In the State of California we have precedent case law that requires the party making use of the community asset be charged for the value of that usage. The most common example is a home owned by the community used exclusively by only one party for an extended period of separation. This is known as a Watts Credit in California.

In order to determine the amount of a Watts Credit for exclusive use of a Community Property home a real estate appraiser will determine the Fair Rental Value of the home. Your Divorce Financial Analyst will then determine the actual cost of maintaining that home such as mortgage, property taxes, insurance and basic maintenance if the Fair Rental Value exceeds the cost of maintaining the home the party with exclusive use must pay the Community for the difference.

Example: I can rent my home on the beach in La Jolla for $12,000 per month (The Fair Rental Value), it has no mortgage, $2,500 per month in Property taxes and $300 per month in insurance and $700 per month in maintenance for things like a gardener and large water bill to maintain my rare orchid garden. In total it costs $3,500 per month to maintain the home but is worth $12,000 in Fair Rental Value to the Community resulting in a $8,500 per month credit owed from the party with use of the home to the Community. Over a four year separation the total Watts credit would be $408,000 or $102,000 per year. Ouch.

Talk to your attorney and Divorce Financial Analyst at Wellspring Divorce Advisors for assistance in making a decision about the long term viability of maintaining the home in your individual financial circumstances.

3. Who has control over Community assets during separation?

Whether it be a traditional stock and bond portfolio traditionally managed by one party, a real estate portfolio managed by a professional manager or a business started and owned by the Community, someone must maintain control and oversight of the assets or else risk their partial or complete loss due to lack of management. We usually see couples separate and simply maintain the status quo where whomever was responsible for certain financial decisions remained in that role during separation.

We are here to tell you – DO NOT FALL INTO THAT TRAP.

Abrogating your responsibility for financial decisions during marriage is a bad idea in our opinion and a full scale sin in the middle of a separation. Yes, you may trust your spouse still but now you have no ability to see what they are doing, what kind of decisions are being made and where you might find concerns in those decisions because your financial partner now lives in another house.

The minute you separate you should discuss the separation with a Divorce Financial Analyst at Wellspring Divorce Advisors so we can help you to set up workable ground rules for financial decision making and assist you in making those decisions through our sophisticated and experienced financial advice. We have seen jobs lost, investment accounts dissipated, credit card debt accumulated and many other financial calamities during these long separation and can help you avoid making the same mistakes.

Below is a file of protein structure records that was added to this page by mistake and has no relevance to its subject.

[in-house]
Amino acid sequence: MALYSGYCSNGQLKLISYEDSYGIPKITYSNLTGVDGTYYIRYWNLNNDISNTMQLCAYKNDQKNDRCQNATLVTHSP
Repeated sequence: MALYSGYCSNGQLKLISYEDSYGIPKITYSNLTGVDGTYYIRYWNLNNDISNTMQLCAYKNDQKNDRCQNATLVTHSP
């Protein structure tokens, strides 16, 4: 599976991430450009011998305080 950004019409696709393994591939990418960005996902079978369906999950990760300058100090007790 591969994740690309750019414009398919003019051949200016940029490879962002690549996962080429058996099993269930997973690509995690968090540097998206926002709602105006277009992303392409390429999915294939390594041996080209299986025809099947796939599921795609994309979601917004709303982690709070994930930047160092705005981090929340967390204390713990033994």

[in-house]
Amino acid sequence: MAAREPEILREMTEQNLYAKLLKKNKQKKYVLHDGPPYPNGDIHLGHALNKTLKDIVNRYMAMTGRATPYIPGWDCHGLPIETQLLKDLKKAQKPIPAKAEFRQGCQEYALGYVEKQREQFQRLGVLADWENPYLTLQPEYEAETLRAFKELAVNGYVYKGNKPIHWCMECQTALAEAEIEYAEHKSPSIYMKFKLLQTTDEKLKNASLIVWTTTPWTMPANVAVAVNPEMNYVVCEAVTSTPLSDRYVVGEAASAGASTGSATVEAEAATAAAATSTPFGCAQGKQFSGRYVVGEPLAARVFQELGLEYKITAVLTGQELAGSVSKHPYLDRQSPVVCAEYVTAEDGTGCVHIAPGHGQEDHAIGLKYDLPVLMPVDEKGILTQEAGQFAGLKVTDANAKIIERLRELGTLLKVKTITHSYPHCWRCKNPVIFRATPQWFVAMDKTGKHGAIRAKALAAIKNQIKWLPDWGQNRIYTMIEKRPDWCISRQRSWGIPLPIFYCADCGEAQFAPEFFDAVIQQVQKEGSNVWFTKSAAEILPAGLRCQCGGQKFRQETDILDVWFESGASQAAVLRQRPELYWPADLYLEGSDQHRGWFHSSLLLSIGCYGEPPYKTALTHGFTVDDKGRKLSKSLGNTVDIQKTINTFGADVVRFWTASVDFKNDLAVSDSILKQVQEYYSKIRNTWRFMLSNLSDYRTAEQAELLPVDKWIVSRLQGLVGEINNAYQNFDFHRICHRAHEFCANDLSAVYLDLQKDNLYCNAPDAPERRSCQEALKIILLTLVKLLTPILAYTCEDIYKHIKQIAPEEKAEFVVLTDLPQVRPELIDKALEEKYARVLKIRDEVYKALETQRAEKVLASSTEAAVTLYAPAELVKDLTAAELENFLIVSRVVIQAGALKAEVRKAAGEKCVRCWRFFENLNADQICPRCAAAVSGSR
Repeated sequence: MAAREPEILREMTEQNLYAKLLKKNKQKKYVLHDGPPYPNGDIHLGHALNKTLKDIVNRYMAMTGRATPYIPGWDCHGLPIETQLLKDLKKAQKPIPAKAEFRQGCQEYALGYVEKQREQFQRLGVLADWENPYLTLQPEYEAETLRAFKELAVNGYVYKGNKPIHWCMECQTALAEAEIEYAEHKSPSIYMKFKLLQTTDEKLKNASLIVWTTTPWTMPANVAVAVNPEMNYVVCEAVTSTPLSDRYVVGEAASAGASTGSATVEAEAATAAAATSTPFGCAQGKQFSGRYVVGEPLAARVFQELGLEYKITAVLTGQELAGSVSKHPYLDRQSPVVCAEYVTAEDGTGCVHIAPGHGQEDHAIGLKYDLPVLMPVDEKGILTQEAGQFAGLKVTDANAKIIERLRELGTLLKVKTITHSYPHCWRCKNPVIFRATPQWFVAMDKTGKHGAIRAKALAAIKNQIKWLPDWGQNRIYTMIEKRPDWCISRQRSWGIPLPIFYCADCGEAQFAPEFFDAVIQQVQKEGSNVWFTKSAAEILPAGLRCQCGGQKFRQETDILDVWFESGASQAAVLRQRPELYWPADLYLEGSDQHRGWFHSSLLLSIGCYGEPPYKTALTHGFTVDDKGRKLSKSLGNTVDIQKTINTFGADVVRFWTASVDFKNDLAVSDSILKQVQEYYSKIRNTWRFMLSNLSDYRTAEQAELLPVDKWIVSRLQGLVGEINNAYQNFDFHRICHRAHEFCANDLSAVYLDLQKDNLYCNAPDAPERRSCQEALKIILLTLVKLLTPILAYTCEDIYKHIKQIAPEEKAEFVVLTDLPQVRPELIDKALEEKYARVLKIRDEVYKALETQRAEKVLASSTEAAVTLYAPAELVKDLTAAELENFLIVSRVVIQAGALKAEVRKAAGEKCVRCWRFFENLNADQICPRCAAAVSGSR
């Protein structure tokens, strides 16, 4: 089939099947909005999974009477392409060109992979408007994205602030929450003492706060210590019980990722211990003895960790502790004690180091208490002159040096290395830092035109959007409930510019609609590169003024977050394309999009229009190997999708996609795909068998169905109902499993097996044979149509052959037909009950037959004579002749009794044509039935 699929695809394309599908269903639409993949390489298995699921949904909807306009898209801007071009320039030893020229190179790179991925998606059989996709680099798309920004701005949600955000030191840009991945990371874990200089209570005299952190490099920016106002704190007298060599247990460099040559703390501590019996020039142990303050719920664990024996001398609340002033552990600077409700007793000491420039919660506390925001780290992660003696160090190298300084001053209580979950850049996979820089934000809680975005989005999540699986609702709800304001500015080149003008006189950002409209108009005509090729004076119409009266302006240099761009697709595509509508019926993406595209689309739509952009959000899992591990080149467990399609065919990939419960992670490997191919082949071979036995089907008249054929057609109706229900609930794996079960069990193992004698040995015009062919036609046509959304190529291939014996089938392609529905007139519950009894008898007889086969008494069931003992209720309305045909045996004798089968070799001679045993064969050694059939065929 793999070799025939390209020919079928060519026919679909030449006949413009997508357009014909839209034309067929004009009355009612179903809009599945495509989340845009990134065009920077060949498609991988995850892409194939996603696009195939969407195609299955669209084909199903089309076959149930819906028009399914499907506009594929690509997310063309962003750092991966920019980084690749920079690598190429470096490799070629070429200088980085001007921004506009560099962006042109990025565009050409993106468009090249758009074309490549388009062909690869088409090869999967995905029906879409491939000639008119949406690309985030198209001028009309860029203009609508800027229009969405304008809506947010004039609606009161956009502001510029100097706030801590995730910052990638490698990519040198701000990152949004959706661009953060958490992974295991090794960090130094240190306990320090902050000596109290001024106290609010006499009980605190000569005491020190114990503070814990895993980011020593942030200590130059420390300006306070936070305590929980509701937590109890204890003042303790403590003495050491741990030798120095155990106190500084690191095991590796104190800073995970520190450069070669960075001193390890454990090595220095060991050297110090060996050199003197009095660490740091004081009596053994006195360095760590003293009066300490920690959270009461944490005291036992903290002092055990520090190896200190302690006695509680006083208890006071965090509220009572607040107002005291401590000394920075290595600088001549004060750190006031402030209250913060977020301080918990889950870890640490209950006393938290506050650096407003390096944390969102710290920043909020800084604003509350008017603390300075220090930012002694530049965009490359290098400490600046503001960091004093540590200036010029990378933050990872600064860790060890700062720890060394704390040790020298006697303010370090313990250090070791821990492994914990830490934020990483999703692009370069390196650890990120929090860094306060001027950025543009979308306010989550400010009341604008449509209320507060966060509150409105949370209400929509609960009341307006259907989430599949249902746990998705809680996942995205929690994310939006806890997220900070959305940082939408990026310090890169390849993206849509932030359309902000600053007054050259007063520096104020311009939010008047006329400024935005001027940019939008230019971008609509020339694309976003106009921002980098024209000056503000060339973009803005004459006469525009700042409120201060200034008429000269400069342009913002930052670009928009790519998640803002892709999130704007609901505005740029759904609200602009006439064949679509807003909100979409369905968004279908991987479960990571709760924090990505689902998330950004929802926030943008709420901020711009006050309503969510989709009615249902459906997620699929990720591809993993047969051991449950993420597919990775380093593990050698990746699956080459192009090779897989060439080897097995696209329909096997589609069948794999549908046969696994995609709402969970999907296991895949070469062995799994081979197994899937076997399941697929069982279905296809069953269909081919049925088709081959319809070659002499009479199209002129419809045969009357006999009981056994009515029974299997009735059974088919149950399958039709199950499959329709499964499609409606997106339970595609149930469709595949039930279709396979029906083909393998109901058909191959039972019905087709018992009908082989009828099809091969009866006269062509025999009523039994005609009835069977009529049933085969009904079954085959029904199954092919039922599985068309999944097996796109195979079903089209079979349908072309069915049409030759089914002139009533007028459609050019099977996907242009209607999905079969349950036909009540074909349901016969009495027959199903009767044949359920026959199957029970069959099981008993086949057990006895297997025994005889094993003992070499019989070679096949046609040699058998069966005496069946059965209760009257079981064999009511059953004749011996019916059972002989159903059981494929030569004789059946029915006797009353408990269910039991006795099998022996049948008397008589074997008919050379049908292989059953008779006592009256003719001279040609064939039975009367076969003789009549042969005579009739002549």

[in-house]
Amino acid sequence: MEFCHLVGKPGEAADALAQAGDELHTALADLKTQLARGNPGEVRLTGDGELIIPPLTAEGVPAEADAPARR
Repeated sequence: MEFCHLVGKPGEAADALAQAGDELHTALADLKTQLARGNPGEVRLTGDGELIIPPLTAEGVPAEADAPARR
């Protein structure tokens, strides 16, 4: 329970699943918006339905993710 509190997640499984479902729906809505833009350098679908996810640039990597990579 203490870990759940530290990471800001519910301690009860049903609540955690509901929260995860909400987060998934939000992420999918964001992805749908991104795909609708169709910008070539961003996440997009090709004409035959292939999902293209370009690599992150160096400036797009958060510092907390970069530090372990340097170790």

wellspring divorce advisors

Wellspring Divorce Advisors helps individuals and couples address the financial aspects of divorce in a civilized, equitable, and efficient manner by providing expert divorce financial planning and advice.

Contact us to find out how we can help you through this process.

WHAT YOU NEED TO KNOW: GOP Tax Reform Bill & Alimony Deductions

alimony deduction

Understanding Alimony Deductions

Under current tax law, alimony payments are deductible to the individual paying the alimony and reported as taxable income by the recipient (unless the divorce decree or separation agreement stipulates otherwise).

In practice, this tax treatment often generated tax savings for a divorced couple, as the payor of the alimony (who received the deduction) was typically the higher income spouse (in a  higher tax bracket), while the alimony recipient was typically the lower income spouse (in a lower tax bracket). Transferring income from the higher tax bracket to the lower also allows for some creativity in settling cases and to allow a Certified Divorce Financial Analyst to expand the pie before dividing it up by minimizing tax liability.

The new law

The Tax Cuts and Jobs Act (TCJA) legislation announced this week would eliminate the alimony tax deduction for the payor and make the alimony payments received tax free to the recipient, effectively eliminating the tax bracket arbitrage between the divorced spouses’ tax brackets and render other tax codes like alimony recapture and child contingency rules obsolete.

It is important to note, this change in the treatment of alimony would only apply to new alimony agreements entered into after 2017. Existing alimony agreements and court orders would not be altered unless the couple expressly modified an existing divorce decree or separation agreement to change the treatment after 2017.

Many people who have read the bill think there is a very good chance it will pass and become law very close to its current form. From our perspective, this law will take away one great financial benefit of post-divorce life.

What does it mean for you? If you are currently in the middle of divorce proceedings you should consider the effect the rule change will have on you long term whether you are the payer or recipient. It will also require many states to revisit their guideline formulas for determining alimony and even re-write the code underlying computer programs used to calculate the guidelines.

Remember this bill has not become law as of writing this post but beware of the pending change and check back as we get more information.

Your thoughts?

Join the discussion! What are your thoughts on this bill? Comment on our Facebook and/or LinkedIn pages and let us know!


wellspring divorce advisors

Wellspring Divorce Advisors helps individuals and couples address the financial aspects of divorce in a civilized, equitable, and efficient manner by providing expert divorce financial planning and advice.

Contact us to find out how we can help you through this process.